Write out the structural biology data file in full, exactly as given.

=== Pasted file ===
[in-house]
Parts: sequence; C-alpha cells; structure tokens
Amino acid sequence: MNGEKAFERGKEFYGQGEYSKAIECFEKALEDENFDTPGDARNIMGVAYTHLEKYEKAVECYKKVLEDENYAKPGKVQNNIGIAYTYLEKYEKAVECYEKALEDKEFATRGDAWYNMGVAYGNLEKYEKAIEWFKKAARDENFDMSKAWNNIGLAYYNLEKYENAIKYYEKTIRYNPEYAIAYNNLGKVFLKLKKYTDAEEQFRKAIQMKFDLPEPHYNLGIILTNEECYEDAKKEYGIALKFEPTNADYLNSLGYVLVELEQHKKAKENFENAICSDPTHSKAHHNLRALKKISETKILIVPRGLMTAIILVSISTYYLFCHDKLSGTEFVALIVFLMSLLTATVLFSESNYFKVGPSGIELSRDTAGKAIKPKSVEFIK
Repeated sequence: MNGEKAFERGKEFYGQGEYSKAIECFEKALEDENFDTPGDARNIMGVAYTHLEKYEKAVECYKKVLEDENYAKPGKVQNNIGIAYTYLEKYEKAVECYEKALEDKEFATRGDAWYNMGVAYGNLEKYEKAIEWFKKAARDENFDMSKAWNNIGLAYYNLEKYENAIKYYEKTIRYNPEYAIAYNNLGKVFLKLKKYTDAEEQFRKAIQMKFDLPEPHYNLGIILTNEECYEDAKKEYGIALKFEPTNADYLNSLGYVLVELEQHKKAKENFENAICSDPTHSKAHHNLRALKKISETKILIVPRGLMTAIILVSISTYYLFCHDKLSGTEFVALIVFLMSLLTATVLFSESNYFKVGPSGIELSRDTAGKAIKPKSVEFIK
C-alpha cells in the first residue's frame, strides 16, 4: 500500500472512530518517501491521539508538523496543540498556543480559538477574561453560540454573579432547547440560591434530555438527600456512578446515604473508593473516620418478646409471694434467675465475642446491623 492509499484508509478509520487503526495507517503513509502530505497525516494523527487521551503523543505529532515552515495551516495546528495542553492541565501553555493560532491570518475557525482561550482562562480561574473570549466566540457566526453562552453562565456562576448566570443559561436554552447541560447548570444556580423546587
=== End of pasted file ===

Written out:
[in-house]
Parts: sequence; C-alpha cells; structure tokens
Amino acid sequence: MNGEKAFERGKEFYGQGEYSKAIECFEKALEDENFDTPGDARNIMGVAYTHLEKYEKAVECYKKVLEDENYAKPGKVQNNIGIAYTYLEKYEKAVECYEKALEDKEFATRGDAWYNMGVAYGNLEKYEKAIEWFKKAARDENFDMSKAWNNIGLAYYNLEKYENAIKYYEKTIRYNPEYAIAYNNLGKVFLKLKKYTDAEEQFRKAIQMKFDLPEPHYNLGIILTNEECYEDAKKEYGIALKFEPTNADYLNSLGYVLVELEQHKKAKENFENAICSDPTHSKAHHNLRALKKISETKILIVPRGLMTAIILVSISTYYLFCHDKLSGTEFVALIVFLMSLLTATVLFSESNYFKVGPSGIELSRDTAGKAIKPKSVEFIK
Repeated sequence: MNGEKAFERGKEFYGQGEYSKAIECFEKALEDENFDTPGDARNIMGVAYTHLEKYEKAVECYKKVLEDENYAKPGKVQNNIGIAYTYLEKYEKAVECYEKALEDKEFATRGDAWYNMGVAYGNLEKYEKAIEWFKKAARDENFDMSKAWNNIGLAYYNLEKYENAIKYYEKTIRYNPEYAIAYNNLGKVFLKLKKYTDAEEQFRKAIQMKFDLPEPHYNLGIILTNEECYEDAKKEYGIALKFEPTNADYLNSLGYVLVELEQHKKAKENFENAICSDPTHSKAHHNLRALKKISETKILIVPRGLMTAIILVSISTYYLFCHDKLSGTEFVALIVFLMSLLTATVLFSESNYFKVGPSGIELSRDTAGKAIKPKSVEFIK
C-alpha cells in the first residue's frame, strides 16, 4: 500500500472512530518517501491521539508538523496543540498556543480559538477574561453560540454573579432547547440560591434530555438527600456512578446515604473508593473516620418478646409471694434467675465475642446491623 492509499484508509478509520487503526495507517503513509502530505497525516494523527487521551503523543505529532515552515495551516495546528495542553492541565501553555493560532491570518475557525482561550482562562480561574473570549466566540457566526453562552453562565456562576448566570443559561436554552447541560447548570444556580423546587